August Outdoor Tasks
August means metal garden furniture Sale time! And that keeps us super busy, flogging aluminium patio tables and sun loungers to those in need of a bargain. However, the days are long and there’s plenty of time to enjoy life outdoors, so check out our August To Do list here…
- Make the most of your metal garden furniture.
Sounds obvious doesn’t it? But how many of us are guilty of forgetting it’s there sometimes. Remember, the garden table is not just there for weekend barbecues. When on holiday, you wouldn’t consider eating inside a chalet or cottage when you could be outside in the morning sunshine, so why not turn your patio table into a breakfast bar? When you’ve got a pile of kids to entertain during the school holidays, serve up their bangers and mash outside. There’s no carpet to hoover afterwards and metal garden furniture is remarkably resilient on the whole – perfect to handle the hordes.
- Make the place look nice.
In the flower beds, cut alchemilla down to the ground unless (like me) you love the way it self seeds everywhere. If you do cut it back, the new growth will see you through to autumn. Cut out the old growth on rambler roses when flowering is over and thin out old growth on honeysuckle. When you are tidying the beds and deadheading, don’t be tempted to cut back the stems on lilies that have flowered. Like daffs, lilies suck back goodness from the stem into the bulb for next year.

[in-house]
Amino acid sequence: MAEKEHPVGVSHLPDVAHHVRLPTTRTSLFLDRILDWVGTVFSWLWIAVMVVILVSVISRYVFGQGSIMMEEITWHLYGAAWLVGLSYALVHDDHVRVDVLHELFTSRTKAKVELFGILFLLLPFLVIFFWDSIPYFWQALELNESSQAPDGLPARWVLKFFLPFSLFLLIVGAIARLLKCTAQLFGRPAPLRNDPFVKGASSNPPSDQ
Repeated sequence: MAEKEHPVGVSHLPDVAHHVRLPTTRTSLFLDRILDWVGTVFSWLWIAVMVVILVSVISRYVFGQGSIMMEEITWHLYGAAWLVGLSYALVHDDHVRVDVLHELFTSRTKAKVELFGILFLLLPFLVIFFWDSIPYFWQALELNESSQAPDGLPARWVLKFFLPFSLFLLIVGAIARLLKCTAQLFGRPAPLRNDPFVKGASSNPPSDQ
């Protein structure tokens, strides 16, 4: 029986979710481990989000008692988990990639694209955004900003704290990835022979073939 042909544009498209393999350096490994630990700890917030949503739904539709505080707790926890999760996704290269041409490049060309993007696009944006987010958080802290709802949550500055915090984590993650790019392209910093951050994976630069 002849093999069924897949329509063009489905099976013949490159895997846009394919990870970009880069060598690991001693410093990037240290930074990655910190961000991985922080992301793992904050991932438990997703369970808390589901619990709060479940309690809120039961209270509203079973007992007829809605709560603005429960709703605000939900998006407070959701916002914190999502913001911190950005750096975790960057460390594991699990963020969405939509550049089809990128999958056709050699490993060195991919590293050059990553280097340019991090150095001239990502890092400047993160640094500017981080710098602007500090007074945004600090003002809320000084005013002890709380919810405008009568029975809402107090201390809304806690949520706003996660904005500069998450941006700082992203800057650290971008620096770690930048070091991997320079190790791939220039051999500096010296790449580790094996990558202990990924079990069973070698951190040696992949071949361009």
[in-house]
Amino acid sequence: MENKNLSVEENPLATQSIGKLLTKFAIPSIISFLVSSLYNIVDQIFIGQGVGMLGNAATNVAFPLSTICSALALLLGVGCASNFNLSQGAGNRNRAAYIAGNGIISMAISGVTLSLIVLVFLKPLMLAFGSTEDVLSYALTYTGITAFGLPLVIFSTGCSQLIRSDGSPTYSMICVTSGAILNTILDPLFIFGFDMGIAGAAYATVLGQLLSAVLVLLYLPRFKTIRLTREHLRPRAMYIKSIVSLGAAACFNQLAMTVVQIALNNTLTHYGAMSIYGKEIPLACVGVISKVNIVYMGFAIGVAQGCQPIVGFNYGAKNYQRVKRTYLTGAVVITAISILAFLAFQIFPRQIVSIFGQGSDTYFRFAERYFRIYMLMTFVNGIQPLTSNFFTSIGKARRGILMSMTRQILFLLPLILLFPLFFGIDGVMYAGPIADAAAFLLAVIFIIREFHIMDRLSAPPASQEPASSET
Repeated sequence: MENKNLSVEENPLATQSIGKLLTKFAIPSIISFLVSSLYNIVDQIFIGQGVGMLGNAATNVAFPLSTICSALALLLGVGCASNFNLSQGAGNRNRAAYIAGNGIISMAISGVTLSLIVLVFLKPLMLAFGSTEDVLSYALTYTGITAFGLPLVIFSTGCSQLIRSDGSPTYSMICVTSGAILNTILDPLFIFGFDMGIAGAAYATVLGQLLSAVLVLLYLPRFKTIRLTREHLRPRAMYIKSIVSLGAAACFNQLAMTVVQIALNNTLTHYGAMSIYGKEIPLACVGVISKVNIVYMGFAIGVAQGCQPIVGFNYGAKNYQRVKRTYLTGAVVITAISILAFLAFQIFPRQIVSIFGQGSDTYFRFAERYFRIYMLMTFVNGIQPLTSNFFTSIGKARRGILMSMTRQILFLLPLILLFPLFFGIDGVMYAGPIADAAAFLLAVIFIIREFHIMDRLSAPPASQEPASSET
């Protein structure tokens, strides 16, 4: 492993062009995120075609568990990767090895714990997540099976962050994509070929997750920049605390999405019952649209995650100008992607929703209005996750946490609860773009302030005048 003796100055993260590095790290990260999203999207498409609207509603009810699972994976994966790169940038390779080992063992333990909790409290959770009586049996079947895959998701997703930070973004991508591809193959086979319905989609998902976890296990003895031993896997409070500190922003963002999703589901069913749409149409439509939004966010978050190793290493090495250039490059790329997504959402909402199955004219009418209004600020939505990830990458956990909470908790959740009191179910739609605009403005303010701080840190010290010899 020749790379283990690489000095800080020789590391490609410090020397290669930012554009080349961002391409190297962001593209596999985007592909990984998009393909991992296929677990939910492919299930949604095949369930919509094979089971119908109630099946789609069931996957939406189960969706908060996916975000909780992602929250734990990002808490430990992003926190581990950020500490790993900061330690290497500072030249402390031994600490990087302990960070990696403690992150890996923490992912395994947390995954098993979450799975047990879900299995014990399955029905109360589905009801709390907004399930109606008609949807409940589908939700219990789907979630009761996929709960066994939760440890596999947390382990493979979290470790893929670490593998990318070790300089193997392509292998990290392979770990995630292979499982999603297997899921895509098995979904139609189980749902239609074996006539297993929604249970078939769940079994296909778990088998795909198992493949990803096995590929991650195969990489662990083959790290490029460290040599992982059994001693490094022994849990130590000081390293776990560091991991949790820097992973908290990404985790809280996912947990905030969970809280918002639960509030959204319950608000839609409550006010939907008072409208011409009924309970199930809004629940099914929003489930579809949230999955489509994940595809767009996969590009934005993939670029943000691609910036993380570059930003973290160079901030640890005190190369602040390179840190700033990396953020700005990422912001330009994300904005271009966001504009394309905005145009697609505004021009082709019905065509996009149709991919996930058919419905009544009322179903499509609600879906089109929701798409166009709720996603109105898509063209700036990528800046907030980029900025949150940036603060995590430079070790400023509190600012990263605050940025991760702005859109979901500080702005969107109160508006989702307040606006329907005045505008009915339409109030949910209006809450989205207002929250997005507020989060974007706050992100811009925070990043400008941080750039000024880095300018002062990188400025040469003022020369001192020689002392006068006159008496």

- Enjoy the fruits of your labours.
Early apples (eg Discovery) should be picked as soon as they come away from the stem easily. Peaches may be ready to pick too – you should ripen these in a warm kitchen, don’t leave them on the tree. There’s still the chance to get in a last sewing of carrots for eating in the autumn. Pick corn cobs when the tassels on the ends begin to wither. You can tell if they are ripe if the kernels are soft enough for you to stick in a thumbnail. Pull up your onions and leave to ripen on top of the ground until the green tops have withered away.
- Look ahead.
Smug types get their forced hyacinth bulbs in now so that they’ll be ready for Christmas. Actually, the ideal thing is to do a few bowls now, and more in September, so that you can enjoy a succession of blooms. Use bulb fibre or compost and set them so that the tip or nose of the bulb peeps over the top. Water well and store in cool place (below 9 degrees) for 2-3 months. Bring the bowl into the warm when the flower buds are pushing out from the bulbs. It takes about 3 weeks from this point to full flowering. Don’t forget the bowls of bulbs look fantastic on the metal patio table too so bear this in mind when bulb shopping.